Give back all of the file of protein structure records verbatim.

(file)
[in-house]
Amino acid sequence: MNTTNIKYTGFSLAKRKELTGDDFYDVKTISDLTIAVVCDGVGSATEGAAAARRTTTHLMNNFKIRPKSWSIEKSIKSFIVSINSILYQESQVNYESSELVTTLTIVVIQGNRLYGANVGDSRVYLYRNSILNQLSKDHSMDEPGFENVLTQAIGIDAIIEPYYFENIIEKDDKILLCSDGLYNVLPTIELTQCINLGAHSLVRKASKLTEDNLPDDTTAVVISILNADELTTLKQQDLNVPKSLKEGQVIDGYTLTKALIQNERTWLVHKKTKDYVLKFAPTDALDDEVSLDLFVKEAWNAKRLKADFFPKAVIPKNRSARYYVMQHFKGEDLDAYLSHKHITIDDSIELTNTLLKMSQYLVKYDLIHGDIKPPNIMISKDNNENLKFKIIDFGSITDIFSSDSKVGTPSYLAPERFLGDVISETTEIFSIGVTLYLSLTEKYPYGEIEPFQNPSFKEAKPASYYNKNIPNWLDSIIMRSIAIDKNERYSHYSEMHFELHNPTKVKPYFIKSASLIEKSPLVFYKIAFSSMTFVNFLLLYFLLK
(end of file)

[in-house]
Amino acid sequence: MNTTNIKYTGFSLAKRKELTGDDFYDVKTISDLTIAVVCDGVGSATEGAAAARRTTTHLMNNFKIRPKSWSIEKSIKSFIVSINSILYQESQVNYESSELVTTLTIVVIQGNRLYGANVGDSRVYLYRNSILNQLSKDHSMDEPGFENVLTQAIGIDAIIEPYYFENIIEKDDKILLCSDGLYNVLPTIELTQCINLGAHSLVRKASKLTEDNLPDDTTAVVISILNADELTTLKQQDLNVPKSLKEGQVIDGYTLTKALIQNERTWLVHKKTKDYVLKFAPTDALDDEVSLDLFVKEAWNAKRLKADFFPKAVIPKNRSARYYVMQHFKGEDLDAYLSHKHITIDDSIELTNTLLKMSQYLVKYDLIHGDIKPPNIMISKDNNENLKFKIIDFGSITDIFSSDSKVGTPSYLAPERFLGDVISETTEIFSIGVTLYLSLTEKYPYGEIEPFQNPSFKEAKPASYYNKNIPNWLDSIIMRSIAIDKNERYSHYSEMHFELHNPTKVKPYFIKSASLIEKSPLVFYKIAFSSMTFVNFLLLYFLLK